Domestic Japan Flights

The Ultimate Guide to Domestic Flights in Japan

The topic of domestic flights in Japan doesn’t come up as often as it might in other countries, in large part because of Japan’s impressive railway network. From the lightning-fast Shinkansen to efficient express and local services throughout the country’s four main islands, Japanese trains make flying null and void for a sizable percentage of Japan travelers.

It’s sometimes necessary to fly in Japan, however, and there are some things you should keep in mind before booking flights within Japan. From minimizing airfare in Japan, to knowing which routes are the most-flown and most-popular, this guide will cover everything you need to know about domestic flights in Japan.

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Is it Necessary to Take Domestic Flights in Japan?

Domestic air travel in Japan might seem superfluous once you order your JR pass—you can ride a train from Tokyo to Osaka in as little as 2 hours, 20 minutes. As you starting plotting out your journey, however, you might notice that some holes exist in Japan’s nearly-perfect rail network. It takes a long time to travel by train to Hokkaido, for example, especially if you begin your journey in Tokyo, or even further south.

Other reasons exists for flying internally, whether you book ANA domestic flights in Japan or choose a low-cost carrier. You simply can’t travel any other way to the archipelago of Okinawa, or to many other island destinations that are not easily reachable by ferry—a domestic flight in Japan is necessary.

Popular Domestic Routes in Japan

Hokkaido (with the exception of Hakodate) is poorly connected to the rest of Japan by train, which is part of what explains Japan domestic flights Tokyo Sapporo (and the like) are so popular. By some measures, in fact, the Haneda-New Chitose route is the busiest air route in the world, with frequent departures on huge jets all year round.

Other Tokyo domestic flights that are popular include the aforementioned routes to Okinawa, and to “in city” Osaka and Nagoya airports—Itami and Komaki, respectively. These last two might seem surprising until you realize that train ticket prices are very expensive for ordinary Japanese people, who can’t get JR passes, and sometimes make flying more affordable by comparison.

Low Cost vs. Full Service on Japan Domestic Flights

Japan’s low-cost carrier market is one of the least robust in the world, and though I won’t go into the reasons for that in this article, I will explain some of its consequences. Among the least pleasant? That they tend to operate out of shoddy terminals (in Okinawa, for example, Peach and Vanilla Air, which are primarily Japan domestic airlines, actually use an old cargo bay), which makes the airport about as uncomfortable as the plane itself.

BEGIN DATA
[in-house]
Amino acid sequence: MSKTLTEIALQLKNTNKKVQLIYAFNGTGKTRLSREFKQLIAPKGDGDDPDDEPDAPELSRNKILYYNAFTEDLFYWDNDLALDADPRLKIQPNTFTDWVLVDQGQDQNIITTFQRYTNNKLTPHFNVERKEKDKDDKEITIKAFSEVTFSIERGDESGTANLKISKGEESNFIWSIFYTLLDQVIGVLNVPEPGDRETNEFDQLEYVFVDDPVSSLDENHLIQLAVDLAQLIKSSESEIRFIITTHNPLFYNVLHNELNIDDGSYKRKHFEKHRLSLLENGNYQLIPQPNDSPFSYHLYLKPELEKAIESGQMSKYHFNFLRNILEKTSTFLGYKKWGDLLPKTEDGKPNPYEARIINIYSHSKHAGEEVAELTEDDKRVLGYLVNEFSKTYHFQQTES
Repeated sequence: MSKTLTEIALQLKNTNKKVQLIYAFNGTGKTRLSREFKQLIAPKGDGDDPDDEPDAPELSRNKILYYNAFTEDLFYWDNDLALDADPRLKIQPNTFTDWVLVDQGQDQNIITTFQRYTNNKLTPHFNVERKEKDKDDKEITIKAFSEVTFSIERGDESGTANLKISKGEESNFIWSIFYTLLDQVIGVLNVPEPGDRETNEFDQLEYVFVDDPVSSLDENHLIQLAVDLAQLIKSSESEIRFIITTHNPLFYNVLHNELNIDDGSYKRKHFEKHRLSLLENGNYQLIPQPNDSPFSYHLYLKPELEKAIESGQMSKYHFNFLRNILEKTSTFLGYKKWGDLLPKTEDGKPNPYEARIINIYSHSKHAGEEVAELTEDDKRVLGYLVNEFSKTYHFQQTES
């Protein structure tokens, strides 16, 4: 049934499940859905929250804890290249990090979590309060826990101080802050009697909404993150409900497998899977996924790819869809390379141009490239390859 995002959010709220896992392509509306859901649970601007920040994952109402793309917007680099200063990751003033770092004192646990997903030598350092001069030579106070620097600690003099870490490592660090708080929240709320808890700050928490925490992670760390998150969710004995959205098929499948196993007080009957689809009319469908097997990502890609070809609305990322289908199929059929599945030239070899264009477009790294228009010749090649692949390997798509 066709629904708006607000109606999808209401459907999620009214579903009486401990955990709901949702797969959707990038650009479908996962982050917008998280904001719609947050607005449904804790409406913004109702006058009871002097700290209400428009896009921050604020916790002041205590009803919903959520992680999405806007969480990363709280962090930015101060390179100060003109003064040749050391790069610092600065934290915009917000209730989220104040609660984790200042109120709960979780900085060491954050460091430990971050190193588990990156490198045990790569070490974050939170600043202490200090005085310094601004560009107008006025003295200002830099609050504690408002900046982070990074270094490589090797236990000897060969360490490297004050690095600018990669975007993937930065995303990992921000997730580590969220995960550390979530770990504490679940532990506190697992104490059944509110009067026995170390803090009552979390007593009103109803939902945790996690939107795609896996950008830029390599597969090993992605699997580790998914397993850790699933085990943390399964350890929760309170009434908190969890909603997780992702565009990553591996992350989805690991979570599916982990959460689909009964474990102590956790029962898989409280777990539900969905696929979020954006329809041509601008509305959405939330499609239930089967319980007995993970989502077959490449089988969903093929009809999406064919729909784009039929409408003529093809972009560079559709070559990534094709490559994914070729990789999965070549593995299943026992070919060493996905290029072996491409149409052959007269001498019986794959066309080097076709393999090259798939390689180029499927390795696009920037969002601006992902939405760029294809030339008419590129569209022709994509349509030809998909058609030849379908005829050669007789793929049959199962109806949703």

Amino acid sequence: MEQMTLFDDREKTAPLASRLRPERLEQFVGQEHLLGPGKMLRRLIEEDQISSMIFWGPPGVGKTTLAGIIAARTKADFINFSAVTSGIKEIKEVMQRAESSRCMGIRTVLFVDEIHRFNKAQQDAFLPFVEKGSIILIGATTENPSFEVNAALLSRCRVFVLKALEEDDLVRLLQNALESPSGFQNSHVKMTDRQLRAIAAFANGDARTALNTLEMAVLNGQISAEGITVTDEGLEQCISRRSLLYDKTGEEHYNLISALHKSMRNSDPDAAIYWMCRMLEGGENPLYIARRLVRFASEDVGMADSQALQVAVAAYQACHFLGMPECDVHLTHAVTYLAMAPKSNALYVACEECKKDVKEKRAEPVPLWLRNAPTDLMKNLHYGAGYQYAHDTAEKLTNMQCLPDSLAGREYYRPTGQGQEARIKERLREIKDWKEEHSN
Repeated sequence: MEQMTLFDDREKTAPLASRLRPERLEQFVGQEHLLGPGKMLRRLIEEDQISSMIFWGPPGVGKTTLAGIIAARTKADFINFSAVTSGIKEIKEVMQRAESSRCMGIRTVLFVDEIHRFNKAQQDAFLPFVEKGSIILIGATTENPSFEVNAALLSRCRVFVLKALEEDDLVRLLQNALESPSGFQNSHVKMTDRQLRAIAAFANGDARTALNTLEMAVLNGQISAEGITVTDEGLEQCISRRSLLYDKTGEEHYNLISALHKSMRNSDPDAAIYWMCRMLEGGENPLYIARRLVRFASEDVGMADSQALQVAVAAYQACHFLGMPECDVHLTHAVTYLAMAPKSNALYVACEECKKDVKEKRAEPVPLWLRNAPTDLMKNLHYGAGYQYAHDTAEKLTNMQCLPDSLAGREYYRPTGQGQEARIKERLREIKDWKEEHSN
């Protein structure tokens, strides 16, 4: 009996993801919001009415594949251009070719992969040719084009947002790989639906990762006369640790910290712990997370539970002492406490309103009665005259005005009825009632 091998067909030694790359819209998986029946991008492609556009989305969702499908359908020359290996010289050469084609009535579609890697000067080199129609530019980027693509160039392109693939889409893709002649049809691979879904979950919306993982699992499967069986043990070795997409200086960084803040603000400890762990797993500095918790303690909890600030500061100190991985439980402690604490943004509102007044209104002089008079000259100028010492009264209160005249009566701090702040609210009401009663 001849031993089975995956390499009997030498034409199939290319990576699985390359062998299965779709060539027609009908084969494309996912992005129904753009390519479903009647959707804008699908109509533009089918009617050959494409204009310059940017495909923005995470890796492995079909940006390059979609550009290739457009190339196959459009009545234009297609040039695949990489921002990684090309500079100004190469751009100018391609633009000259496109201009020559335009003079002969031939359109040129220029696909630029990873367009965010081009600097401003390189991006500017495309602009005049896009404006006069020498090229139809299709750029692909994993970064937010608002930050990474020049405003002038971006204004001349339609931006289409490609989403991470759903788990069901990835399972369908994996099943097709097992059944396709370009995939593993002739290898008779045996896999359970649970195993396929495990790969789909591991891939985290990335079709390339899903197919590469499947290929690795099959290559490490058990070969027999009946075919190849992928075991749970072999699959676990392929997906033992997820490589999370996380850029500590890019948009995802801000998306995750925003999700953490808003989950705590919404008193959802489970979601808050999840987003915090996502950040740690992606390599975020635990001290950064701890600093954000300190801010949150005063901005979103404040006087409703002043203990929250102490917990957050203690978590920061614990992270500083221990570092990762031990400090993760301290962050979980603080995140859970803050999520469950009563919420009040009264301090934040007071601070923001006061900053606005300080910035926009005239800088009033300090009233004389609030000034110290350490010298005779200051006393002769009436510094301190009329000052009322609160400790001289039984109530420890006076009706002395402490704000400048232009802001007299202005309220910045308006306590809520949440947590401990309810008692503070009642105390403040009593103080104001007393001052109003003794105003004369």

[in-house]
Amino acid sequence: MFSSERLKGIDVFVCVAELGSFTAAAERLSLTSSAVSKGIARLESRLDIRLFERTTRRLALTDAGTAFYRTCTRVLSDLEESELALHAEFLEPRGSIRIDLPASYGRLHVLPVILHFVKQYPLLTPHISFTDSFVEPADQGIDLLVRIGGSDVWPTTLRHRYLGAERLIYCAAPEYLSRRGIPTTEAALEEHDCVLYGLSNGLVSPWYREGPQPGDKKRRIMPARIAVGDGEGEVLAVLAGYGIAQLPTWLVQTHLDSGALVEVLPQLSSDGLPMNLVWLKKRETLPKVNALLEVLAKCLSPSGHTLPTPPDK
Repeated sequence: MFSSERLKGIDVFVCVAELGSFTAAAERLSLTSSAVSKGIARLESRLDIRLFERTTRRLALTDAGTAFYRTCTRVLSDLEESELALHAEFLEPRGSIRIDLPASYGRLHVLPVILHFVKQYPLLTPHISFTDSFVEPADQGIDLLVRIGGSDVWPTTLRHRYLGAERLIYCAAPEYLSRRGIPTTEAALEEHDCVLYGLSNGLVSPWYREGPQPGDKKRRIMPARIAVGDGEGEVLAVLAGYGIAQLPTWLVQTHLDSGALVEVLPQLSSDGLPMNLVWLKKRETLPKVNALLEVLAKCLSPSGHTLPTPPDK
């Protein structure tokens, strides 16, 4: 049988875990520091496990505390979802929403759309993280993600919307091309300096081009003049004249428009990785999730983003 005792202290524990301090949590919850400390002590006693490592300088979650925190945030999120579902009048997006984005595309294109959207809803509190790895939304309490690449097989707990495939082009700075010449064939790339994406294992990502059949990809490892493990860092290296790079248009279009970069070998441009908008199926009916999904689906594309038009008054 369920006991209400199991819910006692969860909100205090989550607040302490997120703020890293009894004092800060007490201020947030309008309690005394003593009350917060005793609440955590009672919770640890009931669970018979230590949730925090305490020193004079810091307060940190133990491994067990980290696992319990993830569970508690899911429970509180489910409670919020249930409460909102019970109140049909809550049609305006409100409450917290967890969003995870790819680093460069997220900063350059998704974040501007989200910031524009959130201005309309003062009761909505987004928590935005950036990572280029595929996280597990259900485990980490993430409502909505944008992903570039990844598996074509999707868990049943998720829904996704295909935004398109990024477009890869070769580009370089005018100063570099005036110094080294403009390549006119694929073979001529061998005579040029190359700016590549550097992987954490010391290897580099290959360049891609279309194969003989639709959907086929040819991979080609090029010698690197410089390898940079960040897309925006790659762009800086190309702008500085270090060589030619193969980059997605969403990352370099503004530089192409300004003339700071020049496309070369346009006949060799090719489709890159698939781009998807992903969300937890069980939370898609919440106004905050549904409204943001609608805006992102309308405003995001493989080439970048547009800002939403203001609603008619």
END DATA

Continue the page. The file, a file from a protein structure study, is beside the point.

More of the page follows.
On the other hand, while “full service” airlines like ANA and JAL offer more comfort for your money (including free seat assignments and complimentary beverages—more on that in a minute), the in-air experience isn’t altogether different. If you can deal with some of the annoyances that come along with flying low-cost in Japan, it can save you a lot of money.

Japan Domestic Flights: Airport and Ground Service

One fact that surprises many travelers the first time they take a Japan domestic flight is the minimum Japan domestic flights check in time. It’s just 30 minutes before departure, even if you have to check luggage. Boarding, meanwhile, begins promptly at the 15-minutes-to-takeoff mark. This wouldn’t fly in any other country in the world, but the Japanese are efficient enough to pull it off.

Since the longest Japanese domestic flights are around two hours, in-flight service isn’t elaborate. It often consists only of beverages, at least in economy class, which is typically the only one offered on domestic flights. JAL and ANA both offer a quasi-business class product (JAL even has domestic “first”), but even here your experience won’t be anywhere close to what Japanese airlines (at least, full service ones) offer internationally or regionally.

How to Find Cheap Domestic Flights Within Japan

Searching domestic flights in Japan for foreigners can be difficult for a number of reasons, among them strangely designed websites of major Japanese carriers. Additionally, since a surprising number of Japanese people still use travel agents, it’s possible that the rates you see displayed on carriers’ official websites might be much higher than what you’d expect to pay for Japan internal flights.

A secret way to score cheap Japan domestic flights if you’re a foreigner traveler is through “air pass” programs, such as those offering by oneworld and Star Alliance. These allow you to book domestic Japan flights at fixed prices per segment, although depending on the prices you find booking a Japan domestic flight à la carte, this might unnecessarily complicate your travels.

The Bottom Line

Even if you think you won’t need to take internal flights in Japan, it’s important to double-check your itinerary and make sure this is the best decision. Whether to overcome deficiencies in Japan’s train network, or simply to avoid paying extra for a longer-duration JR pass, taking Japan domestic flights can be advantageous, financially and strategically speaking. Make sure to reach out if you need help booking domestic flights Japan, or have questions you need answered.